The Kirkus review said the book had “educational value,” and I agree. With each class set that is purchased, I’m giving away a free Zoom Q and A as long as my schedule permits. Anyone interested can contact me at rebeccalaxton.com.
What will you be working on next – do you have any more books in the pipeline?
I have two projects I’m working on. One is another upper MG that takes place in the same town as The Metamorphosis of Emma Murry and has some of the same secondary characters; called The Curious Disappearance of Beth Anne Sperling, about a thirteen-year-old girl who goes on a quest to rescue her bewitched aunt from an alternative dimension, and a lower MG, Bugsy Popper and the Lost Pets of Lillington about a ten-year-old sleuth and pet psychic.
The first is the book of my heart which was written to help me process grief after losing my dad, and the second is my attempt at writing with a bit of humor. They’re both very different, but writing them has been very fulfilling.
What were your favorite environmentalism stories when you were young? Do you have favorite books you would recommend to readers who enjoyed The Metamorphosis of Emma Murry?
When I was young, I loved Madeleine L’Engle’s books, the Time Quintet as well as the Austin Family Chronicles. All of her books had an underlying theme of taking care of each other and the planet, and as an adult, I admire the way she presented big issues to kids in ways that were thought provoking and relatable. Emma’s last name is Murry as a tribute to L’Engle’s character Meg Murry in A Wrinkle in Time. I think Emma and Meg could definitely be related.
If kids loved The Metamorphosis of Emma Murry, they would definitely loveCelia C. Pérez’s Strange Birds: A Field Guide to Ruffling Feathers, about a group of girls who join together to fight for animal rights in their small community. I highly recommend it.
Thanks so much for giving me the opportunity to answer your questions!
You’re welcome! And thank you!
Rebecca invites you to visit her online at www.rebeccalaxton.com.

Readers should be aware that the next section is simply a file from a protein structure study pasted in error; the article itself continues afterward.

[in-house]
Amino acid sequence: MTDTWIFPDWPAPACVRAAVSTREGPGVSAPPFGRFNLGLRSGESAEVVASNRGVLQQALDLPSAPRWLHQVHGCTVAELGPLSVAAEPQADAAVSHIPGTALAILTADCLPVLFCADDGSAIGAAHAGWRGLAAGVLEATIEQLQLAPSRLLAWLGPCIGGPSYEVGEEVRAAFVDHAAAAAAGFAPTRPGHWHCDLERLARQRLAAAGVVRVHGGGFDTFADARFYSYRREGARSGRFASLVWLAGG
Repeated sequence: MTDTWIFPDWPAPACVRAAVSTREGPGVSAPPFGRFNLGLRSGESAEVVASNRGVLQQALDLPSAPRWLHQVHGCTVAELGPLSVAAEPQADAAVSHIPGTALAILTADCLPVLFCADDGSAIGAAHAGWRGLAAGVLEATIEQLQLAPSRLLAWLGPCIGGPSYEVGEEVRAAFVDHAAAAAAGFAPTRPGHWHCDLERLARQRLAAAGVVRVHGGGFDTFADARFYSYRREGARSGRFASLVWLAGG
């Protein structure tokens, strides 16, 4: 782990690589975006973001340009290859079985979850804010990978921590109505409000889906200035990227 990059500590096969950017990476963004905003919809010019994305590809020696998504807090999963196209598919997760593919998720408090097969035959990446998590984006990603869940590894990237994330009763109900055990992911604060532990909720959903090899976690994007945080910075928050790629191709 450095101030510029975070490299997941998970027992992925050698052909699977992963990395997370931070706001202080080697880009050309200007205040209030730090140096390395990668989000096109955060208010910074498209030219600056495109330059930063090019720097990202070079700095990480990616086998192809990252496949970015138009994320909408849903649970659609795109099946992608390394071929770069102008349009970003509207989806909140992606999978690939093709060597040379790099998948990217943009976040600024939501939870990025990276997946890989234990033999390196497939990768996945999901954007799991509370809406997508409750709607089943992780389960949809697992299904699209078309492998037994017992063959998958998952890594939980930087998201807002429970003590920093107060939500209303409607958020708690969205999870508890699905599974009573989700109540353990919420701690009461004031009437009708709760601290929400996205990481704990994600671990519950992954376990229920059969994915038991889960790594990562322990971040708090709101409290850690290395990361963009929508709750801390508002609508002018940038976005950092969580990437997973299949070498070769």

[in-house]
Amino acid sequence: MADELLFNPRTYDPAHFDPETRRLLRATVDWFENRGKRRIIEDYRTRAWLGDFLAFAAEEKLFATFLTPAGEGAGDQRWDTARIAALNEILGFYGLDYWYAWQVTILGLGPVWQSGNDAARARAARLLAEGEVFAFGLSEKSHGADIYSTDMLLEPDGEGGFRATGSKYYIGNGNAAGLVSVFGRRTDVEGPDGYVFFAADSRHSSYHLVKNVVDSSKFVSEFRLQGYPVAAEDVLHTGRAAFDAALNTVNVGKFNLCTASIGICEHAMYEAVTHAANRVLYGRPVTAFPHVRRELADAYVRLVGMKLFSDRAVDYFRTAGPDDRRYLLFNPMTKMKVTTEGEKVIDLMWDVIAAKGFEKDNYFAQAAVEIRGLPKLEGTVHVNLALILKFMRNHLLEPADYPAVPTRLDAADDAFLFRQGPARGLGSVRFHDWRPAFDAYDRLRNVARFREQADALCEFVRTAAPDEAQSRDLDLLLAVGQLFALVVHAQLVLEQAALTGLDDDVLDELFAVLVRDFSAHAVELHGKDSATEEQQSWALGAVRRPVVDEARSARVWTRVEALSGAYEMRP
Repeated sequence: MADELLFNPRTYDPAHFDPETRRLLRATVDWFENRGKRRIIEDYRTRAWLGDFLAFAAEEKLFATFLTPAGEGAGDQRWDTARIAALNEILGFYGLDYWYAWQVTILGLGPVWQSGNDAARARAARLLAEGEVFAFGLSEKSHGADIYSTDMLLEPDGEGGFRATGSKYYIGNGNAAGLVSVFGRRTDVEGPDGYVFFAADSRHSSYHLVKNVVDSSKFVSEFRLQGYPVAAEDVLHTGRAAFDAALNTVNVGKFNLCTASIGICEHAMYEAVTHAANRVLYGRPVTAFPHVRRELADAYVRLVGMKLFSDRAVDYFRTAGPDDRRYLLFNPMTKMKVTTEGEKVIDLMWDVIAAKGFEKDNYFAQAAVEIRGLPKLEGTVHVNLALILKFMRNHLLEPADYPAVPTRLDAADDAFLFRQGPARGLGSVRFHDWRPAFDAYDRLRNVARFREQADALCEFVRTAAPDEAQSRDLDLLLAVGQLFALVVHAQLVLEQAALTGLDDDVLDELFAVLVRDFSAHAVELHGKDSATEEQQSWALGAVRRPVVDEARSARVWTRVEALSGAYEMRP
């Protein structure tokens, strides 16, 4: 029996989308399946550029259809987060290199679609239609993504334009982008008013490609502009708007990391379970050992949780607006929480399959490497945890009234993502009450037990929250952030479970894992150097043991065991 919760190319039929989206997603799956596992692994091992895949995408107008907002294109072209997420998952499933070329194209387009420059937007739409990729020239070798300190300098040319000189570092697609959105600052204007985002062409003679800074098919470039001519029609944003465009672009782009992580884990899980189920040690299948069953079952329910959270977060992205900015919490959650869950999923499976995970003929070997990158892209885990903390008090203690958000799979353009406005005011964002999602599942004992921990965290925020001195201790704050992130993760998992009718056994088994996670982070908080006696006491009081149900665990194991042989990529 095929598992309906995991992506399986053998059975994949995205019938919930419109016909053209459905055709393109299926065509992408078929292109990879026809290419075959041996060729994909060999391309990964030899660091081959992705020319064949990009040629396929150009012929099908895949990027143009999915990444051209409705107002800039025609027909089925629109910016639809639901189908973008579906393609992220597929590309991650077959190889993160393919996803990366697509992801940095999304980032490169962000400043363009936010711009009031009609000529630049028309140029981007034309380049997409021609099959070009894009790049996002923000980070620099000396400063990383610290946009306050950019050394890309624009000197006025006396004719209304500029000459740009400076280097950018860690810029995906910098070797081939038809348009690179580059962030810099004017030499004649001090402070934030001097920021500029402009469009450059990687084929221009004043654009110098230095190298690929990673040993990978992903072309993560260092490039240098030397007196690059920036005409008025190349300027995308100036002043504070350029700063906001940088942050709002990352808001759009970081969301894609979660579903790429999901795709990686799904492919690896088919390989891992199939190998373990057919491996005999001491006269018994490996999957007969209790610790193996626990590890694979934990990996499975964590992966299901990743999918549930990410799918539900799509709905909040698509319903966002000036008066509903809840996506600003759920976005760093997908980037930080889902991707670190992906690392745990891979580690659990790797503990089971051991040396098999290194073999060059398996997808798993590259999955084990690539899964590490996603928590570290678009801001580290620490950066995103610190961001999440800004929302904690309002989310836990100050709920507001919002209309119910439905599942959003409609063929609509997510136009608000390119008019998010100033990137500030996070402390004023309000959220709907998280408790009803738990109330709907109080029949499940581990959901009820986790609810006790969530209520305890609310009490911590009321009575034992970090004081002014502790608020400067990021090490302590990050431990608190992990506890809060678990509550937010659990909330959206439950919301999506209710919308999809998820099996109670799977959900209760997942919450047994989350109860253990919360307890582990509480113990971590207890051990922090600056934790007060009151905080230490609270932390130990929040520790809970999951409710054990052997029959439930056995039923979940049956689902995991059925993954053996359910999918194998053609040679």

About the Book
Written by Rebecca Laxton
Illustrated by Gracie Laxton
Ages 10+ | 252 Pages
Publisher: Warren Publishing, Inc | ISBN-13: 9781960146236
Publisher’s Book Summary: Thirteen-year-old Emma Murry has three goals for summer vacation: finish her art terms project, land an ollie, and help the environmental club save the monarchs.
But then her Instagram crush Jeb Scott and his celebrity dad Chester make a surprise visit to Black Mountain. At first, Emma is thrilled, but then she overhears their plans to destroy the monarch butterfly garden to build a ski resort. She and her best friend Sophie add a new summer goal: STOP. THE. SCOTTS.
Emma ignores Sophie’s warnings and makes friends with Jeb, convinced she can change his mind. Then when Chester receives a mysterious death threat, Emma teams up with Jeb to investigate. She slowly discovers people are not what they seem as she attempts to untangle friendships, organize a protest, and uncover supernatural secrets hiding on the mountain.
Emma will have to go through her own metamorphosis by overcoming her fears and facing what she dreads. If she fails, she could jeopardize everything—butterflies, friendships, and her family.
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This interview—Rebecca Laxton Discusses The Metamorphosis of Emma Murry—was conducted between Rebecca Laxton and Dr. Jen Harrison. For similar books and articles, follow along with our content tagged with Art, Environmental, Friendship, and Rebecca Laxton.